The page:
Museum of Science, Boston

Math and Language Cognition

Language and math are important tools that allow humans to better understand the world around them, and communicate with one another. Some cognitive scientists are interested in learning more about how children develop language skills and conceptions about basic math principles, and how the development of math and language skills in early childhood might be interrelated.

Simplicity and Probability

Do children think about probability in the same ways that adults do?

Research has shown that adults prefer the simplest explanation with the fewest causes to explanations that are more probable, but more complex. This study asked: do children use the same reasoning?

In the first condition, children were read three storybooks. In each book, children were asked to choose between different explanations for events. The first story determined whether children prefer a simple or a more complex explanation. The second story determined whether children prefer a more probable or a less probable explanation. The third story pitted simple explanations against more probable, but more complex explanations. We predicted that children will reason the same way as adults and choose the simpler, but less probable explanation.

Through testing at the Discovery Center we found that children had trouble with our probability storybook. We introduced a new condition that aimed to explain probability more clearly. Children were shown red and green chips that lit up a toy. There were many more green chips than red chips. The researcher hid the chips, and then chose one to make the toy light up. When asked which chip caused the toy to light up, we predicted children would say ‘a green one’ because that is the more probable explanation.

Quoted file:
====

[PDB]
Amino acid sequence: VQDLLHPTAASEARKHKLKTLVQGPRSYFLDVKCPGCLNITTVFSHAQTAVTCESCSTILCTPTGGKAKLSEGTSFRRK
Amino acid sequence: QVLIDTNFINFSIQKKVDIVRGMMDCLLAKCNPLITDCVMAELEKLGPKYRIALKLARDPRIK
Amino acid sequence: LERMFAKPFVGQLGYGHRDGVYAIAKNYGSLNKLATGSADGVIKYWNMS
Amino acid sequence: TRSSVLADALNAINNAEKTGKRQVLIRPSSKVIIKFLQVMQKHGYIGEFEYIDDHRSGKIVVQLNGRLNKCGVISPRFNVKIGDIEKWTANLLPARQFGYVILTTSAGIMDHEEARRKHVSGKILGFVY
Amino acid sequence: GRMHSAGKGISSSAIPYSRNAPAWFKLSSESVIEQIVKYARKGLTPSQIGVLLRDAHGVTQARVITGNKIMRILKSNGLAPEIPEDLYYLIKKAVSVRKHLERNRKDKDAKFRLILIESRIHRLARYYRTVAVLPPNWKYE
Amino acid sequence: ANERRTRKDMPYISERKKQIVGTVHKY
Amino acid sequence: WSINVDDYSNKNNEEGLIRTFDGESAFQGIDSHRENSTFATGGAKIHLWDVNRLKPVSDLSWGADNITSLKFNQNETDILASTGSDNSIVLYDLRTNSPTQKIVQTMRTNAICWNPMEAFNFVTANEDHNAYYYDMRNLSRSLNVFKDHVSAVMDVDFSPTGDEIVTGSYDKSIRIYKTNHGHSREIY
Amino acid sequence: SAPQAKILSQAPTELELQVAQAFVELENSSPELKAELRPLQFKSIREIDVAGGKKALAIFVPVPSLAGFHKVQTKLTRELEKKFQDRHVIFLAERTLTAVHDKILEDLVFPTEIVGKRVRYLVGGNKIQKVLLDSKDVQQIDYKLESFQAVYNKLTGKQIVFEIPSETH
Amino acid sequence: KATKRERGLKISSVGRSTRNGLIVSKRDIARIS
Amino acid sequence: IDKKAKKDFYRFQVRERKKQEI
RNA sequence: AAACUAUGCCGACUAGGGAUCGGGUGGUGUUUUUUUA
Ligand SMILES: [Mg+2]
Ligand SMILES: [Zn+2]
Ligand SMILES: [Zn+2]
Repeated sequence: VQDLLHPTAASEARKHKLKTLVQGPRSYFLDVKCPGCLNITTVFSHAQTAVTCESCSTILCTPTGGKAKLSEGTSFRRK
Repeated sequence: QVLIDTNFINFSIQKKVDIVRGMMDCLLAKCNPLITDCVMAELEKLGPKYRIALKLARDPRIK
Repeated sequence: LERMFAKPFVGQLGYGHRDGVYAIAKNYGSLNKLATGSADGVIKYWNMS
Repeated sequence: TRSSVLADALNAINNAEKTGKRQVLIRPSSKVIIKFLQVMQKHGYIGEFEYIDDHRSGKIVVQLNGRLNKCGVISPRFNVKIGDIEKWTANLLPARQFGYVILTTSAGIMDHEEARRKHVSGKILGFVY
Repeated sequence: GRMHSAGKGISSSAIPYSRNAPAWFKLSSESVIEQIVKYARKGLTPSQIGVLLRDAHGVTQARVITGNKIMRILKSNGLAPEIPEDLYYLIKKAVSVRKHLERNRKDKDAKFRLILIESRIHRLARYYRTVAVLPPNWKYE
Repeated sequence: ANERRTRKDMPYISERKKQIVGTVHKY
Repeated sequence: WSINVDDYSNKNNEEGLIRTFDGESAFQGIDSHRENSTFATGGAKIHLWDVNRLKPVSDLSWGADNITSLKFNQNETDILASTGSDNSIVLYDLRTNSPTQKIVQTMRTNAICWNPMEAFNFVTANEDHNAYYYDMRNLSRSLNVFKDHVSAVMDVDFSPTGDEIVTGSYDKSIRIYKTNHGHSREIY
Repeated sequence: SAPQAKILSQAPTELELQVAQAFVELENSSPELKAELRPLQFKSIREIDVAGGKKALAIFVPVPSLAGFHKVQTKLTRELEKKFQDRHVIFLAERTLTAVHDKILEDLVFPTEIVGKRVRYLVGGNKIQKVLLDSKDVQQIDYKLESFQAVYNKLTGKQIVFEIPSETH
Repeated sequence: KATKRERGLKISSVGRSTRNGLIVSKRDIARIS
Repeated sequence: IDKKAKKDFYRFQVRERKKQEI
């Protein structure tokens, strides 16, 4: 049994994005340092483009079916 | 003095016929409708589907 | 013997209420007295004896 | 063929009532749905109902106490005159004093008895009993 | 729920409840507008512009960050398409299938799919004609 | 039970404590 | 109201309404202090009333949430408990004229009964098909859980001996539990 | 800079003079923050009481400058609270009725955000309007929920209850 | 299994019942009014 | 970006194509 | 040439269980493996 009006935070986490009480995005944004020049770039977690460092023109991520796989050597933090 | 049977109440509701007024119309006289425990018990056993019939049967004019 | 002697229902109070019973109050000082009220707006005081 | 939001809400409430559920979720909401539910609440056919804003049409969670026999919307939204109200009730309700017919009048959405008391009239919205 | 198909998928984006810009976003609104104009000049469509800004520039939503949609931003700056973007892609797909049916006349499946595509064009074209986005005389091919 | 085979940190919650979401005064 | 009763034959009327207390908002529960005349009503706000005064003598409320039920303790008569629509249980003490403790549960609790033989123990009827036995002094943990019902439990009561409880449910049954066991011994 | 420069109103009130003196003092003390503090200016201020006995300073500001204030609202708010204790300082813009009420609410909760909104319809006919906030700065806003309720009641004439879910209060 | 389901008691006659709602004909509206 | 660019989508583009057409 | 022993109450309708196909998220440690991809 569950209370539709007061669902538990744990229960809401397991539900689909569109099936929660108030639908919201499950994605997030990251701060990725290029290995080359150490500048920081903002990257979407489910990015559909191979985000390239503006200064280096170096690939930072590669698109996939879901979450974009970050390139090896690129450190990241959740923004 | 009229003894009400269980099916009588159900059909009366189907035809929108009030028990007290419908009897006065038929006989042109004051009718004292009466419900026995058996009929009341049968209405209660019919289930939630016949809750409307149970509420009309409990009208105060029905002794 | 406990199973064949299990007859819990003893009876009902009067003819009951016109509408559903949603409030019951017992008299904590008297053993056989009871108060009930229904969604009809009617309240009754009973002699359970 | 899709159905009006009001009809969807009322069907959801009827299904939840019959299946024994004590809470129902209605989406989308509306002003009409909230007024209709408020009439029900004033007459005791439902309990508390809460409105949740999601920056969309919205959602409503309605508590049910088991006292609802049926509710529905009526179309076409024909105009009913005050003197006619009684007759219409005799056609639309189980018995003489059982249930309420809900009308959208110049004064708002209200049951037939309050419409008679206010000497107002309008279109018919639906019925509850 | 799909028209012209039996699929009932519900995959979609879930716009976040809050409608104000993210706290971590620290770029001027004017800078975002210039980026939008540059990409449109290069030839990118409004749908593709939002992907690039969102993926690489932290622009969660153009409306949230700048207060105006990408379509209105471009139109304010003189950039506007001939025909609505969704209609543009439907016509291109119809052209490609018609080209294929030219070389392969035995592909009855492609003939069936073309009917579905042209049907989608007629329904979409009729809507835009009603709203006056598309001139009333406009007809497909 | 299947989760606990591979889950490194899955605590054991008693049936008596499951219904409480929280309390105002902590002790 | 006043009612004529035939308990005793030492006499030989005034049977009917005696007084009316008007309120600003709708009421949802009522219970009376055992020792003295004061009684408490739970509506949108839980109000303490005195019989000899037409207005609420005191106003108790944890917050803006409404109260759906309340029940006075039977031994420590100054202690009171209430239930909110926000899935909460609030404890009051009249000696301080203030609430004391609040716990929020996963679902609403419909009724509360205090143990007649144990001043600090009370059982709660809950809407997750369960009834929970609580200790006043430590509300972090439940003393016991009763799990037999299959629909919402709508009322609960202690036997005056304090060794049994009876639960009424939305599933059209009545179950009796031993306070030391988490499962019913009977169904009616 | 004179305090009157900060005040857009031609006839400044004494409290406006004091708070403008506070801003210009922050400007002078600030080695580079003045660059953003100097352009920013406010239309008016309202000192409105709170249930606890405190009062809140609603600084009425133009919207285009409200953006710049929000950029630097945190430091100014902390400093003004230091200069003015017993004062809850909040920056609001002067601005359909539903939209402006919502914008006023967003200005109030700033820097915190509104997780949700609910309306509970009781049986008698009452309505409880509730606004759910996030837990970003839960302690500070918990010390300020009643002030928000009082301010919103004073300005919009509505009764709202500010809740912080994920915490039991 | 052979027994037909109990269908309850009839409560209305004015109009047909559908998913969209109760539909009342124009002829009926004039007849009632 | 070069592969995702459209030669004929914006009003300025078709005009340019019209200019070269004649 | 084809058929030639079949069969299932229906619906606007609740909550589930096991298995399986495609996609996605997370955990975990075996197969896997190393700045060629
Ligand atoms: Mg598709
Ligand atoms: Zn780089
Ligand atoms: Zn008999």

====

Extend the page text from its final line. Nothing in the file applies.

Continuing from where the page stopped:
This research helped us better understand whether using principles of simplicity and probability is one way children are able to form theories about the world, despite the fact that they may observe only small amounts of evidence.



Other Resources

This research was presented at the 7th International Conference of Development and Learning. You can download and read the paper: Ockham’s razor as inductive bias in preschooler’s causal explanations here.

Learn about other research related to Math and Language Cognition.

This research is conducted by the Early Childhood Cognition Lab at MIT

Try it at the Museum

Fossil Evidence: Following the Trail

Observe the fossilized footprints and have your child tell a story about what might have happened.

What kind of evidence do they use to guess what animal left behind the footprints?

How many animals were there, and what they were doing?

Children leave footprints behind too! Do they draw on prior knowledge from these experiences to tell their story?

Millipede Watching!

Scientists observe an animal's physical features and habitat to gather evidence about its behavior. Have your child observe the millipedes like a scientist.

Ask your child to explain why the millipedes might look and act the way they do.

Why might they have so many legs? What do they use the cucumbers for?

When explaining, does your child rely on evidence or imagination?

Try it at Home

Talking about Evidence

Children ask questions all of the time, so turn these moments into educational opportunities! The next time your child asks a question, respond with another question. Let your child guide the discussion, and listen to how your child reasons when learning about topics that interest him or her.